- Sear the beef in a single layer. It’s best to cook the flank steak in batches, so each piece is touching the skillet. You want a nice sear that results in crispy steak. If you crowd the steak, it will have a more soggy texture.
- Cut the veggies evenly. To ensure nothing gets over or undercooked, make sure all of the vegetables are cut into equal sized pieces.
- Add more veggies. While peppers and onions are the traditional ingredients, you can definitely add in others. Baby corn, water chestnuts, snow peas, bok choy, and carrots are all great options.
- Try it with another protein. It obviously won’t be Hunan beef, but this Chinese stir fry would still be delicious made with chicken, pork, or even shrimp.
- Add some nuts. For added crunch, stir in some cashews.
- Vary the heat. You can reduce (or even eliminate) the red pepper flakes, or add more. If you really like heat, you could also stir in some chili paste.
What to Serve with This Chinese Stir Fry
Hunan beef is typically served over white rice. But Fried rice is another good option.
For a lower carb option, cauliflower rice would be tasty too.
Or switch it up and serve it over chow mein noodles.
With the protein and veggies in the dish, Hunan beef is a pretty complete meal on its own, but sometimes we like to add a popular takeout side, like egg rolls, wontons, crab rangoon, or potstickers.
How to Store & Reheat Leftovers
Store any leftover Hunan beef in an airtight container in the fridge for up to 3 days.
Reheat on the stovetop or in the microwave. Be sure to reheat with any remaining sauce or juices to prevent it from drying out.
More Asian-Inspired Recipes:
- Shrimp Tempura
- Vietnamese Noodle Salad
- Pad Woon Sen
- Hawaiian Poke Bowl
- Thai Drunken Noodles
- Kimchi Fried Rice
- Beijing Beef
- Easy Korean Beef
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- 1 cup low sodium beef broth
- 3 tablespoons umeboshi vinegar - or substitute red wine vinegar or apple cider vinegar
- 2 tablespoons oyster sauce
- 1 teaspoon sugar
- ½ teaspoon chili flakes - use more or less, depending on your heat preference
- 2 tablespoons olive oil
- 1 pound beef steak, cut into ¼" stripes against the grain - I recommend flank steak. Or round steak or top sirloin.
- 1 teaspoon Morton kosher salt
- ½ teaspoon ground black pepper
- 2 tablespoons cornstarch
- 1 medium yellow onion, chopped into 1" chunks
- 1 medium red bell pepper, chopped into 1" chunks
- 1 medium green bell pepper, chopped into 1" chunks
- 3 green onions, cut into 2" lengths, with any thick pieces sliced in half lengthwise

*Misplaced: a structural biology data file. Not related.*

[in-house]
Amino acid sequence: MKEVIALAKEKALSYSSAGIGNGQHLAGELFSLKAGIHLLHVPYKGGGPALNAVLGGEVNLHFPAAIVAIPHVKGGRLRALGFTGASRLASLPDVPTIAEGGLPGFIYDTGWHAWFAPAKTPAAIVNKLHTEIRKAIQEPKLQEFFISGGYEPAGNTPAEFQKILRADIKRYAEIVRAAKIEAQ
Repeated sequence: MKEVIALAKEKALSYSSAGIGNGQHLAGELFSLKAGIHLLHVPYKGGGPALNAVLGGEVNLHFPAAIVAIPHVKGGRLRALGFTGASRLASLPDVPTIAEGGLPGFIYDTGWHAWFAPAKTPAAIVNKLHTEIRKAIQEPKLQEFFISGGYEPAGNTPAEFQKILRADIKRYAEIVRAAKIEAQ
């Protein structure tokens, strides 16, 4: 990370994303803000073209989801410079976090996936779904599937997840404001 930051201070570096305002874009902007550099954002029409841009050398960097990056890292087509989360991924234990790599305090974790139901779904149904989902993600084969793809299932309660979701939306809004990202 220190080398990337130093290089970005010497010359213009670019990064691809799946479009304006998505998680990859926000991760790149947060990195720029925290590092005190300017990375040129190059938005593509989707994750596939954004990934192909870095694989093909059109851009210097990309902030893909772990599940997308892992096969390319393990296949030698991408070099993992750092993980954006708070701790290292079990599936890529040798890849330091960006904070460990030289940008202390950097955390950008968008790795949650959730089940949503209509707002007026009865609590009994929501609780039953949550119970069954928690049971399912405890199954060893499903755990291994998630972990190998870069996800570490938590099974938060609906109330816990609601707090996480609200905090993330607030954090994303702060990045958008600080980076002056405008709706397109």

- 3 large cloves garlic, minced
- 2 tablespoons minced fresh ginger
- For the sauce: Combine all the ingredients in a small bowl and set aside. ½ ¼
- For the beef: Salt and pepper the strips of beef. Then sprinkle with cornstarch and
rub it into meat using your fingers.
- Heat a large (12") nonstick skillet over medium to medium-high heat. Add the olive oil. Once oil is shimmering, add the beef and sear until golden brown and just crispy on both sides, about 4-5 minutes on each side. If all the beef does not fit in the skillet in a single layer, sear the beef in batches, adding a bit more olive oil with second batch.
- Remove the steak from the skillet and set aside. Drain the skillet, leaving 1
tablespoon of oil. Add chopped onions and cook until fragrant, 3-4 minutes. Stir in ginger and garlic, and cook for 1 more minute, stirring occasionally.
- Add chopped green and red bell peppers, and cook for 4 minutes, until peppers soften slightly.
- Pour prepared sauce over the veggies, add green onion, and return browned steak to skillet.
- Increase heat to medium-high, bringing mixture to a boil. Stir occasionally, until sauce is
completely absorbed and thickened.
- Serve hot on its own or with rice. Enjoy!
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Nutrition Information:Yield: 4 Serving Size: 1
Amount Per Serving: Calories: 572Total Fat: 35gSaturated Fat: 12gTrans Fat: 0gUnsaturated Fat: 18gCholesterol: 165mgSodium: 535mgCarbohydrates: 14gFiber: 2gSugar: 5gProtein: 50g
Nutrition information is automatically calculated by Nutritionix. I am not a nutritionist and cannot guarantee accuracy. If your health depends on nutrition information, please calculate again with your own favorite calculator.